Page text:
• Lane then reads from a note he sent to his development team after Club Penguin initially launched amid the usual dev team chaos and late nights. The letter was a story about when Lane saw parents and teachers shepherding kids across a snowy road. His analogy to the net was that some companies thought crosswalks and stoplights were the solution to keeping kids safe on net, but kids still felt isolated and unsafe and confused. Danger still existed to those trying to cross. Club Penguin believes kids need advocates - holding their hand, walking with them - and Lane hopes that as a company they always go one step further to pick up that hand and cross the street together.
  • "Crush the Joy" - Lance, co-founder of Club Penguin, coined this phrase. Lance is convinced that before anyone joins the team, they need to have their ego turned down a bit. Hence, Crush the Joy. Dev team members need to work together to serve audience and let go of ego that gets in the way. Devs often wind up front and centre of what we build - we end up building for ourselves and not the player.
  • Club Penguin has worked tirelessly to find people who had a passion for serving kids. Without it, they wouldn't be hired.
  • Pixar has a saying: we put people through a gauntlet to get in here, but once they are here, we treat them so well they don't want to leave.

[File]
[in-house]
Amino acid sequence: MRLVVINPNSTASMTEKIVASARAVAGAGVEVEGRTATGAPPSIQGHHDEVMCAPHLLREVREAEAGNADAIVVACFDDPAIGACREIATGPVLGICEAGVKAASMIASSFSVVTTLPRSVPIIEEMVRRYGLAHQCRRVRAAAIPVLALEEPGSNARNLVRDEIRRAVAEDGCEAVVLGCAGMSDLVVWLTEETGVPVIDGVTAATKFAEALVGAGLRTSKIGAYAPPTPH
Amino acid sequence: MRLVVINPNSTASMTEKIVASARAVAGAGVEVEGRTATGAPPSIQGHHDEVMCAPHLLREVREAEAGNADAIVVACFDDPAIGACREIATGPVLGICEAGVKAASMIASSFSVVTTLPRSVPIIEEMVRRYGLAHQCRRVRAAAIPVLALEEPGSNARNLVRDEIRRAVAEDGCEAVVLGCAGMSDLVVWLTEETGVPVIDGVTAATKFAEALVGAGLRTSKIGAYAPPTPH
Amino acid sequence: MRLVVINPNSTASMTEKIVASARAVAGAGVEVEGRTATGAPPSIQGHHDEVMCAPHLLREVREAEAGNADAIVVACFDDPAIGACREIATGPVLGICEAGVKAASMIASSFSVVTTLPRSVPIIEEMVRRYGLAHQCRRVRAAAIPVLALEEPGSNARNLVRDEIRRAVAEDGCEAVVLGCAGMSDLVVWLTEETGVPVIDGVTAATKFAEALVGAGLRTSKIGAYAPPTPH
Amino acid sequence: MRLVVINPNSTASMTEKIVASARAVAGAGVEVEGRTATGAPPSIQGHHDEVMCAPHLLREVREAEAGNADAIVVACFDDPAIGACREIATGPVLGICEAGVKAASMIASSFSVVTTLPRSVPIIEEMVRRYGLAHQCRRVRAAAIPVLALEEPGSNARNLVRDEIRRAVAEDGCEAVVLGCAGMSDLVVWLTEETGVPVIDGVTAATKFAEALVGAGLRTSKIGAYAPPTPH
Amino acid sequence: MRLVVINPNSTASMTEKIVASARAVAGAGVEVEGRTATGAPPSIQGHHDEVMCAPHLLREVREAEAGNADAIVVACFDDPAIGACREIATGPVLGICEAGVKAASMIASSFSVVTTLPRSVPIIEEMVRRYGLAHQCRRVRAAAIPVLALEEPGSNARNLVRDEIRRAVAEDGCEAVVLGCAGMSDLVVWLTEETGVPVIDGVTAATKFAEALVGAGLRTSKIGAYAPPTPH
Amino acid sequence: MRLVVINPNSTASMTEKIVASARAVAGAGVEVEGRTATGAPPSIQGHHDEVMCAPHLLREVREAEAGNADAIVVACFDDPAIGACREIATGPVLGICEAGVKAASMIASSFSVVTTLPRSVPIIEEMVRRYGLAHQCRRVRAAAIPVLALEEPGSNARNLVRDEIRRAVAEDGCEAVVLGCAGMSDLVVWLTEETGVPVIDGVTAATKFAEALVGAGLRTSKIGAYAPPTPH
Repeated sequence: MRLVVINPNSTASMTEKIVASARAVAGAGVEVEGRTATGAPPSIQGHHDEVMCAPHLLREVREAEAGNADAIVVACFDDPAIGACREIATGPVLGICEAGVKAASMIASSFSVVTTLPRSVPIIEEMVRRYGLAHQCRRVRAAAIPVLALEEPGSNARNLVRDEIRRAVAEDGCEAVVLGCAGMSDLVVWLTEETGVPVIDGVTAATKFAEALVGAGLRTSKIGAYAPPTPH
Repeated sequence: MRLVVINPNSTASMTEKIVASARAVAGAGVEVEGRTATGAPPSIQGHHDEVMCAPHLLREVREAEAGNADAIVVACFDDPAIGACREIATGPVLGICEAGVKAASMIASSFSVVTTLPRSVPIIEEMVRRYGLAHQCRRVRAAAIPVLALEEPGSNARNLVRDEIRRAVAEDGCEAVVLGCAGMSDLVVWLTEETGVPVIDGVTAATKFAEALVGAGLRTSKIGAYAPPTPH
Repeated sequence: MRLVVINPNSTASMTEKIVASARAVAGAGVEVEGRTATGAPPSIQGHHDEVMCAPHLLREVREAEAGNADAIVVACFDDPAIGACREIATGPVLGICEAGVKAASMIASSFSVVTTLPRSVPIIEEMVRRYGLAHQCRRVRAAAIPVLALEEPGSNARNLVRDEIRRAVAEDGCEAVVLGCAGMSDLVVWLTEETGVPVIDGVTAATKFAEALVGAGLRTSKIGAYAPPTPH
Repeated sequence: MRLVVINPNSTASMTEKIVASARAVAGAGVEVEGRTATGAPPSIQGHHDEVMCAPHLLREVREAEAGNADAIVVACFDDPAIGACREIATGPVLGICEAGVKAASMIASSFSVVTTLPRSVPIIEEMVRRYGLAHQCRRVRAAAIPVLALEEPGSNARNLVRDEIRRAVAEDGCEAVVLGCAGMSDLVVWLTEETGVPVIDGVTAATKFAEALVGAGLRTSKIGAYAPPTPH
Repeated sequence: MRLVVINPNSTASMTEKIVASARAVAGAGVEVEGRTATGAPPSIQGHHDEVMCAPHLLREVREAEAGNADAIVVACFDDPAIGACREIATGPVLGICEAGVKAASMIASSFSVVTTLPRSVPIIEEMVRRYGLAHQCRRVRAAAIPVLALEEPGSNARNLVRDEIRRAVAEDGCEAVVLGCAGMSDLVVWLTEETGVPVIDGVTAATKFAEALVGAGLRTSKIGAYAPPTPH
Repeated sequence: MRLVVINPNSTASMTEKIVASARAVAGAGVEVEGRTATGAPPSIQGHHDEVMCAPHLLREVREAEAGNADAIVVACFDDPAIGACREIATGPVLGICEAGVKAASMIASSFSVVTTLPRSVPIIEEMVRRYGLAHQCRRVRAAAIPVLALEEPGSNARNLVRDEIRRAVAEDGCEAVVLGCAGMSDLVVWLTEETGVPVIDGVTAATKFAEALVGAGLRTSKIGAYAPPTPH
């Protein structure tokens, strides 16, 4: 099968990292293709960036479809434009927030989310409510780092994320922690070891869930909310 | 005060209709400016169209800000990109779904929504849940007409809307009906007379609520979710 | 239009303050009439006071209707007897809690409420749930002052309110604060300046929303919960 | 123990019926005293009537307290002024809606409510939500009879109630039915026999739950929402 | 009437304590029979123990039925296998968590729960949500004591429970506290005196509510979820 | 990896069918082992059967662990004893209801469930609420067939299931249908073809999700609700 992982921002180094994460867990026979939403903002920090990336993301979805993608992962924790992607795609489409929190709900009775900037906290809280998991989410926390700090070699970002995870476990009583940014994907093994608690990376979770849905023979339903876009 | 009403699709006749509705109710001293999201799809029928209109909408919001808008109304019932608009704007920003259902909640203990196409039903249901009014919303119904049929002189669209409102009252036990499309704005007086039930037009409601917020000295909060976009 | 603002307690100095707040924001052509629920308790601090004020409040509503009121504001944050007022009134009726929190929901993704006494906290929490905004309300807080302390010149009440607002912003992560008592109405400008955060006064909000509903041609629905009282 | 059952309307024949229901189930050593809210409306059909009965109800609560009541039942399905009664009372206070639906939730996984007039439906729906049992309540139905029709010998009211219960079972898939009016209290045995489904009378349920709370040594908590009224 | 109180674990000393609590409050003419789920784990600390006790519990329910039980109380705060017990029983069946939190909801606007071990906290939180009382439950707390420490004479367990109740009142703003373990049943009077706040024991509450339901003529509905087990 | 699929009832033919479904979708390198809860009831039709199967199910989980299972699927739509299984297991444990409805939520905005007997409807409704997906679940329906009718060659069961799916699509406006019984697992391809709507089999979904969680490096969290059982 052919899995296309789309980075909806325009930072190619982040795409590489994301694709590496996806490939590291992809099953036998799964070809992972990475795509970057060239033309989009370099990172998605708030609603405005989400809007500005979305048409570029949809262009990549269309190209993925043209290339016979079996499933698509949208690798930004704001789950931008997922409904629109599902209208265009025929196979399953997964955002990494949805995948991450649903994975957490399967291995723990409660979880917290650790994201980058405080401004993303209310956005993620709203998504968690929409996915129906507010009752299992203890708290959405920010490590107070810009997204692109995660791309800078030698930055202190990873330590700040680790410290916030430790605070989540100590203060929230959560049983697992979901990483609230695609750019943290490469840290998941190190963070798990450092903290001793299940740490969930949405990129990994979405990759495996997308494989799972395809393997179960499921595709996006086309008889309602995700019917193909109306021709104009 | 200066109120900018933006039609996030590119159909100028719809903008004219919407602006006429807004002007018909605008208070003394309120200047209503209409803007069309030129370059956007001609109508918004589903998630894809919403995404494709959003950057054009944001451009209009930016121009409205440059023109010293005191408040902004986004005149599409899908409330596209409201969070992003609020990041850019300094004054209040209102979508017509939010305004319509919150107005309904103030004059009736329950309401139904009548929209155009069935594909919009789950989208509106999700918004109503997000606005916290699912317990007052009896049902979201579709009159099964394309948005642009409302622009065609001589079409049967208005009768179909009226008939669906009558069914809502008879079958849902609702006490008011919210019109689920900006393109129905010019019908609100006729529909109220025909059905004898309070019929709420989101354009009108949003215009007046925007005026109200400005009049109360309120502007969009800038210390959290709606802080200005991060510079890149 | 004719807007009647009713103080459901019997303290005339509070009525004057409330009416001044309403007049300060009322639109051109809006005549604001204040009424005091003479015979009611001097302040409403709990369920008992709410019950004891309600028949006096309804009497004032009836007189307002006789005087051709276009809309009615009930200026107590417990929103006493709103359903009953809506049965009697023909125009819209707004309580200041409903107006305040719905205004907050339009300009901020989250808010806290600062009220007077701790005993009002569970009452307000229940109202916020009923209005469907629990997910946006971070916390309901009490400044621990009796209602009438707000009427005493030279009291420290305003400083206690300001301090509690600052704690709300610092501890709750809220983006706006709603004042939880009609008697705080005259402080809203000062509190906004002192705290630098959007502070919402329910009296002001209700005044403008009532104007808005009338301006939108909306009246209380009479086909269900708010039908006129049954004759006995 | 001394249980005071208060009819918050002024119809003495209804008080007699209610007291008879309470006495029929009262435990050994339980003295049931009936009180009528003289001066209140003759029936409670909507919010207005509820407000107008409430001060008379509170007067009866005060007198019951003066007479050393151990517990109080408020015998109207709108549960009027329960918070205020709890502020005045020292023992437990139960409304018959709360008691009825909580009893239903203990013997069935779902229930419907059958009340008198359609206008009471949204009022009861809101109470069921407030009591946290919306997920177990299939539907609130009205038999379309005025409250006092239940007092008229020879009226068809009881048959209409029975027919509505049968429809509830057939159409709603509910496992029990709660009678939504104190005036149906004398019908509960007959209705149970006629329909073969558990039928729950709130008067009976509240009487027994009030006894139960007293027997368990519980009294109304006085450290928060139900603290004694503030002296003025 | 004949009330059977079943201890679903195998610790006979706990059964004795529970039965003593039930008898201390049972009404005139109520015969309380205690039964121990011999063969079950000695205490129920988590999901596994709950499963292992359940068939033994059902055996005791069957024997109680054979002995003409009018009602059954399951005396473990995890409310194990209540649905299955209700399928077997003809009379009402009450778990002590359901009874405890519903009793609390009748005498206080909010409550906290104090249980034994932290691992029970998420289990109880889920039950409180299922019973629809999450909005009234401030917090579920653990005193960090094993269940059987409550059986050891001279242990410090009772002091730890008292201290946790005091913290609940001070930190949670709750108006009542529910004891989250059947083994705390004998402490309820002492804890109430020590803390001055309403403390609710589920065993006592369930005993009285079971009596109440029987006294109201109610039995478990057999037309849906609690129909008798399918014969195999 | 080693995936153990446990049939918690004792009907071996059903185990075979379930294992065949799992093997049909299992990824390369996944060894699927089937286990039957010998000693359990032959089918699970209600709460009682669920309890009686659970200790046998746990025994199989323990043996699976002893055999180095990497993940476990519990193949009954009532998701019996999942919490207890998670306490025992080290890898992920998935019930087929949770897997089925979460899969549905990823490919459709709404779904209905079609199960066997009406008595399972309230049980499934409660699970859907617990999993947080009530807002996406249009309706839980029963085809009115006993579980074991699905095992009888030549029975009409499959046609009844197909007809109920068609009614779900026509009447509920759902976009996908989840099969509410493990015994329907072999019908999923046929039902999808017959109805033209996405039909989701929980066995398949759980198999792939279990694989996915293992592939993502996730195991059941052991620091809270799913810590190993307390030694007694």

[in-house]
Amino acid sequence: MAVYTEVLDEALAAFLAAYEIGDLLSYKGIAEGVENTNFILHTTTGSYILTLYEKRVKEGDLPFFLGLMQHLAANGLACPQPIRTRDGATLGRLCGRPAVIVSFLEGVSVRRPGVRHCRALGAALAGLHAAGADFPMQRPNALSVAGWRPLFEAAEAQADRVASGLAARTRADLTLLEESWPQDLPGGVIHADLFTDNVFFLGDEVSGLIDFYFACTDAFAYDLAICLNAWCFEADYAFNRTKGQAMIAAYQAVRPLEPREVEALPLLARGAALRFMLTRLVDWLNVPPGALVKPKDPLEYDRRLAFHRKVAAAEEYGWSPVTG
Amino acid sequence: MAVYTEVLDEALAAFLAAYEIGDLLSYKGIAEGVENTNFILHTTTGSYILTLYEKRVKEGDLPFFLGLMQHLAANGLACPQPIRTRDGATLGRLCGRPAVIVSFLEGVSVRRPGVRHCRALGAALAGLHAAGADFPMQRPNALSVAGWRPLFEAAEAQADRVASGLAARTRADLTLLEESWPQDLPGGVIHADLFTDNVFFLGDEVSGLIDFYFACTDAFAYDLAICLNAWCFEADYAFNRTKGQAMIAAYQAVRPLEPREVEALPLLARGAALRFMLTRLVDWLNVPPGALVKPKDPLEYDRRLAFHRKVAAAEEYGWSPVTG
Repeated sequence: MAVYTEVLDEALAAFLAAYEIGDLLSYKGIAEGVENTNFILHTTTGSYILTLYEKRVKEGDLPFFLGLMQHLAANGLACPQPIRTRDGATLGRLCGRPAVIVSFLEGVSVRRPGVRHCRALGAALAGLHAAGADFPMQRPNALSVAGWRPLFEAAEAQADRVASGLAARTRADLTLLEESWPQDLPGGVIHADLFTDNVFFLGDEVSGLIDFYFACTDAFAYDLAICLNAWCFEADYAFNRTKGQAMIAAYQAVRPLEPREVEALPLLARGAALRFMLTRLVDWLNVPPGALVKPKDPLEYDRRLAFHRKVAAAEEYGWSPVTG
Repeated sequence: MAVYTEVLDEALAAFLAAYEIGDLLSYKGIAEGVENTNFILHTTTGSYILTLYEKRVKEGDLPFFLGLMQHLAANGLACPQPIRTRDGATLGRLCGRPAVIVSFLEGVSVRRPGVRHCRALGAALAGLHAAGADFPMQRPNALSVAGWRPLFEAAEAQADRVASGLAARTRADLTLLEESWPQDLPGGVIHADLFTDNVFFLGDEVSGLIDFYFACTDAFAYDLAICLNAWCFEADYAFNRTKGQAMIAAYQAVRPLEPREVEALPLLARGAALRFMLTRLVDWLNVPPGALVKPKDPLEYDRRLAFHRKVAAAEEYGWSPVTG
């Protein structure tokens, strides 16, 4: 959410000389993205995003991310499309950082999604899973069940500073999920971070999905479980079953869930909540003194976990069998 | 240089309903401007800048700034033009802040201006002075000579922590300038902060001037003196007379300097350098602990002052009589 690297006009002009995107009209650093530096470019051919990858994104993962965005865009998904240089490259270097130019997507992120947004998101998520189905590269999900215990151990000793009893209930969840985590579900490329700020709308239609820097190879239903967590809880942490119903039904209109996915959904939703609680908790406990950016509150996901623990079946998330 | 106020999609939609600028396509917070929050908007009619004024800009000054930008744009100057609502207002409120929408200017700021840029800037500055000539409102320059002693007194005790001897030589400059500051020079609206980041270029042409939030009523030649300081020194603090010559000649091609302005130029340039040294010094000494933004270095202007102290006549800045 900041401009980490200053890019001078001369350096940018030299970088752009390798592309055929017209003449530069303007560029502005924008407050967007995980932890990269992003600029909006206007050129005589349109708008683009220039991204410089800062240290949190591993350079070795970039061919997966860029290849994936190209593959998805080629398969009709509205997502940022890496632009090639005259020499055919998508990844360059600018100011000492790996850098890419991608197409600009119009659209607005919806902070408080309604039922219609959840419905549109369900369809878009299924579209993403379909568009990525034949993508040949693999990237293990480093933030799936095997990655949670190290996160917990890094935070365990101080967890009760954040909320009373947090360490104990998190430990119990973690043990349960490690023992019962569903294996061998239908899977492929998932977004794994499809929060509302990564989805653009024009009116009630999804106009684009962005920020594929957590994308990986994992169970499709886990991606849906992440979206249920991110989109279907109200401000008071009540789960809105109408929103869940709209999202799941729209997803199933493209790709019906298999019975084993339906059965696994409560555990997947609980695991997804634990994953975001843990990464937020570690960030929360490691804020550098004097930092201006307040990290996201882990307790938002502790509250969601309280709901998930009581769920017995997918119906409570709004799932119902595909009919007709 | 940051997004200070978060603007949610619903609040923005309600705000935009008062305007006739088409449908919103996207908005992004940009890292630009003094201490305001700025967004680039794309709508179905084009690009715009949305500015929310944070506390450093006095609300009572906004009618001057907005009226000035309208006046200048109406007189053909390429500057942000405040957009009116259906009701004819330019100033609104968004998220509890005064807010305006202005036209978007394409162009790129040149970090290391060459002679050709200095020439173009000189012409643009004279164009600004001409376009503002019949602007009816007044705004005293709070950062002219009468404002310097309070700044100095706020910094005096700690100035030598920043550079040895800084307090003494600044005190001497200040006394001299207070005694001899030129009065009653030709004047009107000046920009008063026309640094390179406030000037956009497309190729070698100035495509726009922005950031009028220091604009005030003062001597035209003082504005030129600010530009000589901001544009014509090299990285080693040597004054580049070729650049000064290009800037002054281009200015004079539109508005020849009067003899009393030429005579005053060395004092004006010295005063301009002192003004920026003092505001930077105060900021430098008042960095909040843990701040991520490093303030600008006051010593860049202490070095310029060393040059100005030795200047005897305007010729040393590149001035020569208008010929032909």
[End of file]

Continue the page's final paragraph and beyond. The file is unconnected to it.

• Club Penguin was once fired by a staffing firm as CP consistently turned down highly qualified candidates who weren't right for the position. CP has hired a lot of CS people from Starbucks because they know how to talk to people face to face.CP also hires people out of summer camps, boys and girls clubs, teacher's assistants, etc to take care of player base.
  • Most of the CSRs have rarely done more than email and web browsing with PC before coming in - deep tech knowledge is not as important as people skills. CP does not use automated responses... CSR team personally responds to 5-7000 emails a day.
  • Programmers stand over CSRs shoulders to measure things like mouse travel to make minor changes to CSR interface to optimize work flow.
  • Because real people answer player inquiries, players are more likely to relay qualitative info back to CSRs about issues like game difficulty, suggestions for "white fur" found randomly in game, etc.  CP approached this feedback in a revolutionary fashion: "we didn't do what the kids said would be lame and did do what the kids said would be cool" - applause
  • "If it doesn't matter to a kid, it doesn't matter" - this is the mantra CP works toward. Easy to get distracted and focused on ourselves - easy to get caught up making what we think is cool or what our friends think is cool, but need to remember what the kids think is cool. Should always be striving to serve our audience. That will create better games, work environments and a better business as a result.

Q&A Period

How do you differentiate between vocal minority and whole audience when acting on feedback?

  • CP deals with a certain demographic that can barely type and read. Full time staff reads blogs and forums, play testing is done in office, etc.

Do you use any metric systems for pooling user data?

  • CP does not have a lot of systems for that. We rely heavily on people... emails come in by the thousands focused around certain topics, CSRs gather that info and compile top 10 issues and send out to dev team.

Does CP have any plans to do microtransactions?